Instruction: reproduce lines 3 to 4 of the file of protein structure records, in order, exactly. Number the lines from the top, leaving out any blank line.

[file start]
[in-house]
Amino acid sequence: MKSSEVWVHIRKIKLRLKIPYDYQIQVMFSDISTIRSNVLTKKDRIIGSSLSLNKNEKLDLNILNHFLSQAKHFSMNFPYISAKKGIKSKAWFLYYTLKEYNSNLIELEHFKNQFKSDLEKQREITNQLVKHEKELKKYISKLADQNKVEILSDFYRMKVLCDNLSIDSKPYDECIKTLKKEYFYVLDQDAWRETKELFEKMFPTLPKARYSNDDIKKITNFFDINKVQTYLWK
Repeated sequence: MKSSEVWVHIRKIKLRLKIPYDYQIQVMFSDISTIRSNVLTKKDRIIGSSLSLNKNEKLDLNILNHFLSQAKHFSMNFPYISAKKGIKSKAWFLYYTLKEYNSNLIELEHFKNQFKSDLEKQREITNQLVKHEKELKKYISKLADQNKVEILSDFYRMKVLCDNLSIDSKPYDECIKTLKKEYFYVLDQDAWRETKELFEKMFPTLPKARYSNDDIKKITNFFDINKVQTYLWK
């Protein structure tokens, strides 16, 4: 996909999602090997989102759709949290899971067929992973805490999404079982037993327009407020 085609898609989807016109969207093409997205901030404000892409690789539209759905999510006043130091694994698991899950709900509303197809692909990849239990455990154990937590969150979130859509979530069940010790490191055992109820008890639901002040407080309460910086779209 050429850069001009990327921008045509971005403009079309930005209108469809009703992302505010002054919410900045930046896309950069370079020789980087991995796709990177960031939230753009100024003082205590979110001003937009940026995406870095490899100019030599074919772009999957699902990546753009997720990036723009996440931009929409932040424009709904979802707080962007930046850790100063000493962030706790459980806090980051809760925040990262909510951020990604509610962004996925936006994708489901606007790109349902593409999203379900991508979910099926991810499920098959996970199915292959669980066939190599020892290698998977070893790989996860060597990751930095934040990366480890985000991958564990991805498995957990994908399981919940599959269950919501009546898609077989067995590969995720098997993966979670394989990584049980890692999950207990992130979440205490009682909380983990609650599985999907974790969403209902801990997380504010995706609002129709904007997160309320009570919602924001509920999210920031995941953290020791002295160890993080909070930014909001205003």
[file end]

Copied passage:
Repeated sequence: MKSSEVWVHIRKIKLRLKIPYDYQIQVMFSDISTIRSNVLTKKDRIIGSSLSLNKNEKLDLNILNHFLSQAKHFSMNFPYISAKKGIKSKAWFLYYTLKEYNSNLIELEHFKNQFKSDLEKQREITNQLVKHEKELKKYISKLADQNKVEILSDFYRMKVLCDNLSIDSKPYDECIKTLKKEYFYVLDQDAWRETKELFEKMFPTLPKARYSNDDIKKITNFFDINKVQTYLWK
């Protein structure tokens, strides 16, 4: 996909999602090997989102759709949290899971067929992973805490999404079982037993327009407020 085609898609989807016109969207093409997205901030404000892409690789539209759905999510006043130091694994698991899950709900509303197809692909990849239990455990154990937590969150979130859509979530069940010790490191055992109820008890639901002040407080309460910086779209 050429850069001009990327921008045509971005403009079309930005209108469809009703992302505010002054919410900045930046896309950069370079020789980087991995796709990177960031939230753009100024003082205590979110001003937009940026995406870095490899100019030599074919772009999957699902990546753009997720990036723009996440931009929409932040424009709904979802707080962007930046850790100063000493962030706790459980806090980051809760925040990262909510951020990604509610962004996925936006994708489901606007790109349902593409999203379900991508979910099926991810499920098959996970199915292959669980066939190599020892290698998977070893790989996860060597990751930095934040990366480890985000991958564990991805498995957990994908399981919940599959269950919501009546898609077989067995590969995720098997993966979670394989990584049980890692999950207990992130979440205490009682909380983990609650599985999907974790969403209902801990997380504010995706609002129709904007997160309320009570919602924001509920999210920031995941953290020791002295160890993080909070930014909001205003």